The Great Gardening Guide
With a little bit of extra time on our hands thanks to the longer days, we look at a few ways to improve your outdoor space before winter sets in.
One of the most overlooked parts of the home is actually the driveway, when in actual fact, this is an essential part to the ‘curb-appeal’ of your home. But how to choose the right new one? Here are the most popular materials and their pros and cons
1. Tarmac: Tarmac itself is cheap, but installation requires a professional and economies of scale apply. You can add coloured aggregates to it to help it blend with your house style.
2. Gravel: Fairly cheap, looks lovely and easy to lay, gravel is extremely popular. The main issue is keeping stones in place, especially if they border lawns. Self-binding gravel needs less resurfacing.
3. Brick/Paved: Very customisable, paved driveways look attractive and suit many houses. Installation can be expensive with more upkeep.
4. Resin based: These have small aggregates to give the appearance of gravel without the noise or upkeep. Professional application is essential as is careful planning of the aggregates as some have iron deposits which can cause rust.
5. Concrete: all-weather durability, low maintenance and a good variety of colours. Patterns can also be stamped into the surface. Downsides include the cost over larger spaces, easy staining and no option to resurface further down the line.
Former Prime Minister David Cameron has just bought one and Hugh Bonneville was snapped climbing into a deluxe treehouse at Chelsea, so what is the enduring appeal of these amped up sheds? Well, rather a lot…
Shed or Garden Room?
Unlike a shed for garden storage, a summer house or garden room is a freestanding building which is useable all year round, fully insulated as well as connected to mains electricity. It can even have full plumbing installed.
Time to Retreat
I’m not sure his was quite like the mega-plush Summer Houses of today, but it is well-known that Roald Dahl wrote many of his most famous works ensconced in his humble ‘Writing Hut’. These spaces, comfortable in their proximity to the home but crucially far enough away from distraction, make great refuges for creative passions or working from home.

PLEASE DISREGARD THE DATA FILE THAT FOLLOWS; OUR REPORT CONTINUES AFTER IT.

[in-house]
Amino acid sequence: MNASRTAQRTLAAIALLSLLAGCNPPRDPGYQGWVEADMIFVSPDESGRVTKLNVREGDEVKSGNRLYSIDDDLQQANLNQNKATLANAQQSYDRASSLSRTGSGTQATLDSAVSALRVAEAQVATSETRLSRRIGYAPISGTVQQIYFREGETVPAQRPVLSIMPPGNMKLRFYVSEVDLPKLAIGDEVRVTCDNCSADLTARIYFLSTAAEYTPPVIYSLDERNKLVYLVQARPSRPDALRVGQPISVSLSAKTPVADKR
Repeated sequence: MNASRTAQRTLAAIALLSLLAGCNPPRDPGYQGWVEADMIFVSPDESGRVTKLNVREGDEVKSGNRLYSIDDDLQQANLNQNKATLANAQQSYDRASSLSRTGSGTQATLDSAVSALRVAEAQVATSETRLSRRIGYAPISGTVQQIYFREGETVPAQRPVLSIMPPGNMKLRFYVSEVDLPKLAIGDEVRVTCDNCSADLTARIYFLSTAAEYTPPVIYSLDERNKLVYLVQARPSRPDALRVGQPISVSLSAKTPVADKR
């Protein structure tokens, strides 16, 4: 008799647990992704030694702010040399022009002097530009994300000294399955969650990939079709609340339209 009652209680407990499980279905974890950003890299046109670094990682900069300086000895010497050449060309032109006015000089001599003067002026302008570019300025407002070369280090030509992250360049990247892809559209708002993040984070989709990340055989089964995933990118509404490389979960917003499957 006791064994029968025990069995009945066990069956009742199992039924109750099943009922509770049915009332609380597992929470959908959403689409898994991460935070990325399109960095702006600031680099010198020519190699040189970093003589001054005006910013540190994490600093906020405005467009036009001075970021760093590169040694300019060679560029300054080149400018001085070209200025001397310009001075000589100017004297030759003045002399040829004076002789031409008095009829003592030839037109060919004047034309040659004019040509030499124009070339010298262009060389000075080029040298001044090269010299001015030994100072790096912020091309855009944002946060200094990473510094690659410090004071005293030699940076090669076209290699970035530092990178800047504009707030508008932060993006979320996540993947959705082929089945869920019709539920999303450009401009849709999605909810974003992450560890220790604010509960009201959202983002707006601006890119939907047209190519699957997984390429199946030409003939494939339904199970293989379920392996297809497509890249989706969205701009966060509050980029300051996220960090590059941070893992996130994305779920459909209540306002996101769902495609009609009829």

Extra Living Space
With the housing market in a constant state of post-Brexit flux, many families are looking for ways to make their existing homes work better for them, with the garden as a space to really utilise. Garden rooms can create space for a children’s play room, a home office, a guest bedroom (or even airbnb let!) or perhaps an annexe for elderly family members to keep them close by. The really health conscious are also known to convert these spaces into home gyms!
Many of us, quite rightly, love to soak up the sun in the privacy of our back gardens, but lots of us put up with garden furniture that is past its best. Here are our top tips for choosing new:
1. Make a List: How do you want to use the space? For relaxation, hosting friends for dinner, or for family fun? Note down how the space must function and build your requirements from there.
2. Go for Easy Care: You don’t want to spend lots of time maintaining your furniture. Most metal, teak, cedar, and all-weather wicker pieces are unfazed by whatever nature throws their way.
3. Consider Storage: Increase the lifespan of your furniture by keeping it inside when not in use – select pieces you can store or take apart.
4. Invest in the Best: Buy the best you can afford – shop with care and you’ll have a lasting piece.
5. Opt for Dual Purpose: Look for hardworking furniture. An ottoman that doubles as extra seating for your next backyard bash and a simple bench that can be used with your table make all the difference.
Check out www.gardenhideouts.co.uk more inspiration.